* Asia shares climb after Trump scraps Mexico tariffs
* European markets expected higher, U.S. stocks futures up
* Weak U.S. payrolls data bolsters Fed rate cut expectations
* Yuan at late-2018 lows; China’s May imports disappoint
* Asian stock markets: tmsnrt.rs/2zpUAr4
By Hideyuki Sano and Noah Sin
TOKYO/HONG KONG, June 10 (Reuters) - Asian shares, European and U.S. stock futures rose on Monday after the United States shelved plans to impose tariffs on Mexico and as global investors hoped for lower U.S. interest rates on the back of lacklustre jobs data.
Global investors had feared that opening up another trade conflict, while still battling with China, could tip the United States and other economies into recession. The Mexican peso rallied more than 2% on Monday.
But in China, the yuan slipped to its weakest this year after the country’s imports fell the most in nearly three years and as talks to end the Sino-U.S. dispute remained deadlocked.
In the stock market, European futures pointed to a higher open. Pan-region Euro Stoxx 50 futures rose 0.4%, London’s FTSE futures were up 0.5% and German DAX futures gained 0.6%.
Earlier, S&P500 mini futures rose as much as 0.8% and was last up 0.3%. The 10-year U.S. Treasuries yield was seen at 2.1223 percent, after hitting a 21-month low of 2.053 percent on Friday on soft U.S. jobs data.
In Asia, Tokyo’s Nikkei gained 1%, while MSCI’s index of Asia-Pacific shares outside Japan rose as much as 1%, led by strong gains in Hong Kong and Indonesia.
The improved risk sentiment also helped lift the dollar against the yen 0.4% to 108.64.
“The deal with Mexico is boosting sentiment while expectations of U.S. rate cuts will be also supporting share prices,” said Masahiro Ichikawa, senior strategist at Sumitomo Mitsui DS Asset Management.
“Still, with limited progress seen so far in U.S.-China trade talks, the most important issue for markets, stock prices will be able to rise only so much,” he added.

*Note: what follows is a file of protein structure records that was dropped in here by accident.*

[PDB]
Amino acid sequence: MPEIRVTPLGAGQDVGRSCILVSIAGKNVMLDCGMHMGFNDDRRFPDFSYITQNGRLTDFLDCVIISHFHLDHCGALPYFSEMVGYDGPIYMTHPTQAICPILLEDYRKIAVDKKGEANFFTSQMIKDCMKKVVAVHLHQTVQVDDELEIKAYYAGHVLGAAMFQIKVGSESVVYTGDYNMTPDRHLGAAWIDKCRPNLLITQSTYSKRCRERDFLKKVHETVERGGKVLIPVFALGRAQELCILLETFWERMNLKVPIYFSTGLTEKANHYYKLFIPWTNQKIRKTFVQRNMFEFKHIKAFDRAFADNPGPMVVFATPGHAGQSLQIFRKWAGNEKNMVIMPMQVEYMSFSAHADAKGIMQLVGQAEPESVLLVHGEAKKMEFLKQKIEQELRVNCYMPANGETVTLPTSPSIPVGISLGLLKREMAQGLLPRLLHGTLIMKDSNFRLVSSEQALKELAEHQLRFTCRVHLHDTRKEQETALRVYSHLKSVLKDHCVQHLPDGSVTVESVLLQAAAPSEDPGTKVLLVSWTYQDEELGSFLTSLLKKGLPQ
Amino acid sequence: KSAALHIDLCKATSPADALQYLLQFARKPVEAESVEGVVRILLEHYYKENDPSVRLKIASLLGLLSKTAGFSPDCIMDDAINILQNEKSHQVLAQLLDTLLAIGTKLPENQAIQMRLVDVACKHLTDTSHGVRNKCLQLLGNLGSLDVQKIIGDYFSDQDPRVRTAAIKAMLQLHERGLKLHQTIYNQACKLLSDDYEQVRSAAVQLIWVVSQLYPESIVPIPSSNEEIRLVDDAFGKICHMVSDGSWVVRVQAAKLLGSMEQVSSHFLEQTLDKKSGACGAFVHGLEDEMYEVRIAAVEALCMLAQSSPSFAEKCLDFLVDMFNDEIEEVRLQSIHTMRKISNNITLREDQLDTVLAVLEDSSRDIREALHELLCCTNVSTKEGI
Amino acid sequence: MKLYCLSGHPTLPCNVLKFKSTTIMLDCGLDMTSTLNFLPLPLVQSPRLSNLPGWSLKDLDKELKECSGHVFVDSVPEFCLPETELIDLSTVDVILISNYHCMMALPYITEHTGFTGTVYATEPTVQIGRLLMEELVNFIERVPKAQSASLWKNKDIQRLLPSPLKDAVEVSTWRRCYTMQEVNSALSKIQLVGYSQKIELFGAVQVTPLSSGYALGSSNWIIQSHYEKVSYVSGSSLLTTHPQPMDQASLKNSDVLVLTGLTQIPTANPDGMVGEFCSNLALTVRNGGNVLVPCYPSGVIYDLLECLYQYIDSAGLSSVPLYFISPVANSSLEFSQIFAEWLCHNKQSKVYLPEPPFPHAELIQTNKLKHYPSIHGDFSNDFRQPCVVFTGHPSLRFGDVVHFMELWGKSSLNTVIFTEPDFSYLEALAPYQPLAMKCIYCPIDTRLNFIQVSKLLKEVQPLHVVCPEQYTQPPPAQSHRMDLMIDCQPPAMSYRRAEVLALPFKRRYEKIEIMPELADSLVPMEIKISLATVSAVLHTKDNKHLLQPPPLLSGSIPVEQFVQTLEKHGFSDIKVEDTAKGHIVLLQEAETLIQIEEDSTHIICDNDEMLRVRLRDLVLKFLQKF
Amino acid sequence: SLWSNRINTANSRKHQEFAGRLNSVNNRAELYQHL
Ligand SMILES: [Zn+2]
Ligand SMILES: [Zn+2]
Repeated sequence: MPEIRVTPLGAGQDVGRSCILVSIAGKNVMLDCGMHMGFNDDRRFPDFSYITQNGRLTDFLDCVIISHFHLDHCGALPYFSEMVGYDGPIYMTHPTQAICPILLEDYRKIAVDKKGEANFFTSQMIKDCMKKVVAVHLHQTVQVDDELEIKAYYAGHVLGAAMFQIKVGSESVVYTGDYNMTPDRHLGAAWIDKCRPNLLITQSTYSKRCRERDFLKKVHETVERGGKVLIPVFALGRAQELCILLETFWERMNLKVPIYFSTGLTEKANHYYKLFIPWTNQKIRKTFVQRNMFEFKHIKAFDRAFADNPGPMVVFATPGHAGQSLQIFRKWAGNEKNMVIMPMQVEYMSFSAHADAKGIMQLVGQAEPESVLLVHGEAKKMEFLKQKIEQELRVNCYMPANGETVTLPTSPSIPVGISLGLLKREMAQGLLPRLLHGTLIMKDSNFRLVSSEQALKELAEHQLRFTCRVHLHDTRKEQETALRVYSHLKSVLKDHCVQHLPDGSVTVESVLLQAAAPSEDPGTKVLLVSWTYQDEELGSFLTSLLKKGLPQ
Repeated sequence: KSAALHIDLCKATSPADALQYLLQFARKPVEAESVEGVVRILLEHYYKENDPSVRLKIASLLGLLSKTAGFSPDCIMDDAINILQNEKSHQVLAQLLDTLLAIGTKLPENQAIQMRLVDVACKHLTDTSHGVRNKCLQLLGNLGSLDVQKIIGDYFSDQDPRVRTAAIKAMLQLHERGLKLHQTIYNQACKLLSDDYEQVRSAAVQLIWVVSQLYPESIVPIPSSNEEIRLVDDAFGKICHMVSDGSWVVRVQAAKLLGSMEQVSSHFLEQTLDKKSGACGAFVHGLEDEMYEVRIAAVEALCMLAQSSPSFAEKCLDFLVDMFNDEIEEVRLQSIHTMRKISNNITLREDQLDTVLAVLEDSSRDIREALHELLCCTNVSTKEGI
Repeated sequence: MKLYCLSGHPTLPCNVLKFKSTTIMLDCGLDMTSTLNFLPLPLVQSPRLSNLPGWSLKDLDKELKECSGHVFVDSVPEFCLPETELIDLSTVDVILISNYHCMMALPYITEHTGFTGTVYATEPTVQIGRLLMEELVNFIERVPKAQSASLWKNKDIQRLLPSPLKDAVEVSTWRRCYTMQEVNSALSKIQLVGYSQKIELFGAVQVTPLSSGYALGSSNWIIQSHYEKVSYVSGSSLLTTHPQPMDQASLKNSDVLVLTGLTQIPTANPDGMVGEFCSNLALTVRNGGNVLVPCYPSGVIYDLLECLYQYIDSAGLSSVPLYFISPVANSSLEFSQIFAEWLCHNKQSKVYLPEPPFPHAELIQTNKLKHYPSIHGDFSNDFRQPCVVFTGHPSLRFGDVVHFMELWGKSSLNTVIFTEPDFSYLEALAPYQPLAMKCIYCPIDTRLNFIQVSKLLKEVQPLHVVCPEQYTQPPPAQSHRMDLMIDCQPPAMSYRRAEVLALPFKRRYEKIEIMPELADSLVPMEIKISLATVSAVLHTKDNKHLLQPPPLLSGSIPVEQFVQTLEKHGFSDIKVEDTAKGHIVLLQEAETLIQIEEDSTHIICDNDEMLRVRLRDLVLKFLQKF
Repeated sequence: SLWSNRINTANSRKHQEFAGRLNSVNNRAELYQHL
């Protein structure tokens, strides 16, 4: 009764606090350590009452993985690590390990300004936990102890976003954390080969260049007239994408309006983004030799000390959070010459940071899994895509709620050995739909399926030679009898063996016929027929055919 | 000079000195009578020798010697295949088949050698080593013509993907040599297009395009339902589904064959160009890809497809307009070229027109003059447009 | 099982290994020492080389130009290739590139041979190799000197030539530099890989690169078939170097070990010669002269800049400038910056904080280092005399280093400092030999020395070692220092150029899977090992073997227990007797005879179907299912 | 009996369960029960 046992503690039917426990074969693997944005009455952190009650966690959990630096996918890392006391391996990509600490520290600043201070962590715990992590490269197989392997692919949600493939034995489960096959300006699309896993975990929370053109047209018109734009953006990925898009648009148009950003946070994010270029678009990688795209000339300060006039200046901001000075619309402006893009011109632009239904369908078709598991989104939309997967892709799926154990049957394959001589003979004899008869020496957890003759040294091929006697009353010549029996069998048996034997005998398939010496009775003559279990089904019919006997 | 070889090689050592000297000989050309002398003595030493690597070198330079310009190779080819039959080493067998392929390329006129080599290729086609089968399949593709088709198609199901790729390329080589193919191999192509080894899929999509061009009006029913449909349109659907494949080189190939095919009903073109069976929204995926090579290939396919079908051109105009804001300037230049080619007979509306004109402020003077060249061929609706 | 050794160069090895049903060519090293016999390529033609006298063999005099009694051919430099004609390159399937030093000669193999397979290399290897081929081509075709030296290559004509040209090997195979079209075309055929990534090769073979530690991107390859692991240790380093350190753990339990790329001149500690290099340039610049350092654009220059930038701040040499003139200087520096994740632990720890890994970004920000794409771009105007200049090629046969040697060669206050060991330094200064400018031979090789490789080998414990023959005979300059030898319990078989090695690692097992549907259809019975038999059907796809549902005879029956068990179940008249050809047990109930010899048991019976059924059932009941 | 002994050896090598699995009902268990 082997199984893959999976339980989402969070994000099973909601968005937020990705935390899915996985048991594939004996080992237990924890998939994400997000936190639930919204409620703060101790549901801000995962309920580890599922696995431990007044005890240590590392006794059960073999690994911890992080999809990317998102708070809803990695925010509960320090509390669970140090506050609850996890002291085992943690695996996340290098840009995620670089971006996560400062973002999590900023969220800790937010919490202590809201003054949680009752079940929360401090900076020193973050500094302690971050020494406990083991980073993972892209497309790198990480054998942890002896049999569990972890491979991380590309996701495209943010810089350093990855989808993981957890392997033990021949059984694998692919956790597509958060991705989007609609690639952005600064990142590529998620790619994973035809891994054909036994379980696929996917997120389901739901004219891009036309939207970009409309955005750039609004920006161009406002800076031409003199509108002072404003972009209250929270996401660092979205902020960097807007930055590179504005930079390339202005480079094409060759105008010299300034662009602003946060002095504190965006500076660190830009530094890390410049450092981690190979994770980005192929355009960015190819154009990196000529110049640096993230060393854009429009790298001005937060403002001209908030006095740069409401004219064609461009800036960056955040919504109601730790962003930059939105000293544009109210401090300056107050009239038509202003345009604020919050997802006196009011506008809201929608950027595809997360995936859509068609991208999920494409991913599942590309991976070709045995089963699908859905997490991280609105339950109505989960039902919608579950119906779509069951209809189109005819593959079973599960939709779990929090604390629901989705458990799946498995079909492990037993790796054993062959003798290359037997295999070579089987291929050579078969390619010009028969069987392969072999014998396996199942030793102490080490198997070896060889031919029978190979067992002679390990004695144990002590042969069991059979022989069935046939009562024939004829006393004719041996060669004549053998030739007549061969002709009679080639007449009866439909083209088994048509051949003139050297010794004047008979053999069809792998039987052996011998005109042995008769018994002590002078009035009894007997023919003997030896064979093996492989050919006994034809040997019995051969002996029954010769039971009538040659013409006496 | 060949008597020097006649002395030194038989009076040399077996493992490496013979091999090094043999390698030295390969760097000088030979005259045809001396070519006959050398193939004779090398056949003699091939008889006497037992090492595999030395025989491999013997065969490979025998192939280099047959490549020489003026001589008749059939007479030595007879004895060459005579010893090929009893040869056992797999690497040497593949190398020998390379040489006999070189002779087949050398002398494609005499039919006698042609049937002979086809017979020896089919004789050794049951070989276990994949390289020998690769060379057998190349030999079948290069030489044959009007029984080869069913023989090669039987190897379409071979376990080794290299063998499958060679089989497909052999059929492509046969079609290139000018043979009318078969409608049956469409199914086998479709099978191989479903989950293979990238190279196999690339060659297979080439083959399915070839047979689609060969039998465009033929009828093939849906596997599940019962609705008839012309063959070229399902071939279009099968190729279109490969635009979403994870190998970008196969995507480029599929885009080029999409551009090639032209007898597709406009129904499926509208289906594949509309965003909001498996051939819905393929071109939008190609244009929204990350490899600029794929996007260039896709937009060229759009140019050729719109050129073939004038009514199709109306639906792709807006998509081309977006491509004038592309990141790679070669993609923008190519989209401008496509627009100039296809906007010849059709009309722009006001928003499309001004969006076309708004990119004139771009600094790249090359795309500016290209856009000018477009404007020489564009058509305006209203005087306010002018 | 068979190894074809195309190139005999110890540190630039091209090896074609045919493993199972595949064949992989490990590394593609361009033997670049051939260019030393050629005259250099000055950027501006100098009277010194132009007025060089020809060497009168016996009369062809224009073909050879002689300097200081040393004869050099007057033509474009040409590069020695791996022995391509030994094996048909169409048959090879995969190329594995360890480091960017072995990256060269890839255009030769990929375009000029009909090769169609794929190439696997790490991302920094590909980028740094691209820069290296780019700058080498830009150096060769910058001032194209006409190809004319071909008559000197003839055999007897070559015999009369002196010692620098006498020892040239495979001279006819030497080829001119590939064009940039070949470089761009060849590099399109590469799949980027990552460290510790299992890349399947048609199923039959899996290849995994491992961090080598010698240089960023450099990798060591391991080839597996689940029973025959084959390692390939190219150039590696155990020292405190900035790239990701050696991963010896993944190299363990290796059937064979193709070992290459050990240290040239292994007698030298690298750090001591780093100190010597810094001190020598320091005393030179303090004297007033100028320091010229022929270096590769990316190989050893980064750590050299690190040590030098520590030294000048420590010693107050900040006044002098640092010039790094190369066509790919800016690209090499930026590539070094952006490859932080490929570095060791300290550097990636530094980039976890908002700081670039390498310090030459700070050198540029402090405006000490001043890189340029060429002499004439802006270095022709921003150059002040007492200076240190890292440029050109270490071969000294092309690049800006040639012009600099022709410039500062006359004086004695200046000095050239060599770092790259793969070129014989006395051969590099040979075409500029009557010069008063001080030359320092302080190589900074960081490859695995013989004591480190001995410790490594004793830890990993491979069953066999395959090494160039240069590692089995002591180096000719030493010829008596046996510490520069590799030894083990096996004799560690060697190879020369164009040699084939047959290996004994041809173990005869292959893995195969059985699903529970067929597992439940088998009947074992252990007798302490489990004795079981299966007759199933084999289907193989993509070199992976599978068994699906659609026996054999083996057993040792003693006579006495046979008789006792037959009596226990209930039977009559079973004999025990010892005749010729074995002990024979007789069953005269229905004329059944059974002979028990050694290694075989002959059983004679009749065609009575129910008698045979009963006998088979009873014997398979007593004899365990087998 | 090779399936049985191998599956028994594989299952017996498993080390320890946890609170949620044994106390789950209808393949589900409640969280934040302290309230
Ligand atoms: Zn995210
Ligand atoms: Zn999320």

Pictet Wealth Management said in a Monday note it has moved to a “tactically underweight” stance on global equities, citing “elevated valuations, mixed economic data and rising trade tensions”.
That cautionary note was driven home by Chinese data on Monday morning showing imports in May contracted 8.5% from a year earlier, a much worse than expected outcome that signalled weak domestic consumption.
Exports, however, unexpectedly rose 1.1% last month, though many suspect the uptick is linked to front-loading of shipments by firms to avoid higher U.S. tariffs.
In the United States, expectations the Federal Reserve will cut rates kept the dollar on the defensive after a weak jobs report from the U.S. Labor Department.
Nonfarm payrolls increased by 75,000 jobs last month, much smaller than the 185,000 additions estimated by economists in a Reuters poll.
Wage growth, closely watched for its impact on inflation, cooled to 3.1 percent from a year earlier, the slowest annual increase since September. Just three months earlier, wages had been rising at their fastest rate in a decade.
Fed funds rate futures prices, down on Monday after the Mexico deal, were still pricing in more than two 25-basis point rate cuts by the end of this year, with one almost fully priced in by July.
“I would expect optimism to rule markets until the next Fed’s meeting,” said Naoya Oshikubo, senior economist at Sumitomo Mitsui Trust Asset Management.
The Federal Reserve’s next policy meeting is set for next week, on June 18-19.
The euro was down almost 0.3% against the dollar at $1.1301 near a 2-1/2-month high of $1.1347 touched on Friday.
Gold slipped almost 1%, having hit a 14-month high of $1,348.1 per ounce on Friday, near a major resistance around $1,350.
The yuan softened following China’s weak May imports data, and after the country’s central bank chief said last week there was no one specific “numerical number” that was more important than another when asked if there is a red line for Beijing.
“Recent comments from current and former central bank governors suggest a consensus is building among Chinese policymakers that they do not attach much significance to defending the seven per dollar level,” said Ei Kaku, currency strategist at Nomura Securities.
The onshore yuan fell as much as 0.35% to as low as 6.9366 per dollar, its weakest since early December, when Trump last met Chinese President Xi Jinping for trade talks.
The offshore yuan was last seen at 6.9502 per dollar, having hit a seven-month low of 6.9619 on Friday.
“The yuan would weaken further should there be no summit meetings between the two countries at an upcoming G20 meeting in Osaka,” Nomura’s Kaku said.
Many investors are still clinging to hopes that Trump will meet Xi on the sidelines of the Group of 20 leaders’ meeting late this month to seek a compromise on trade and other economic issues.
The meeting has some parallels with their Buenos Aires summit last December that postponed a tariff hike, U.S. Treasury Secretary Steven Mnuchin said on Saturday.
G20 finance leaders on Sunday acknowledged “intensified” trade tensions’ risks to global growth, but did not call for a resolution of the U.S.-China dispute.
Oil prices extended gains after Saudi Arabia said on Friday OPEC and non-member Russia were close to agreeing to extend an output production cut beyond June and as Wall Street rallied.
Brent futures rose almost 0.4% to $63.51 per barrel while U.S. crude futures gained 0.4% to $54.22.
Editing by Shri Navaratnam and Jacqueline Wong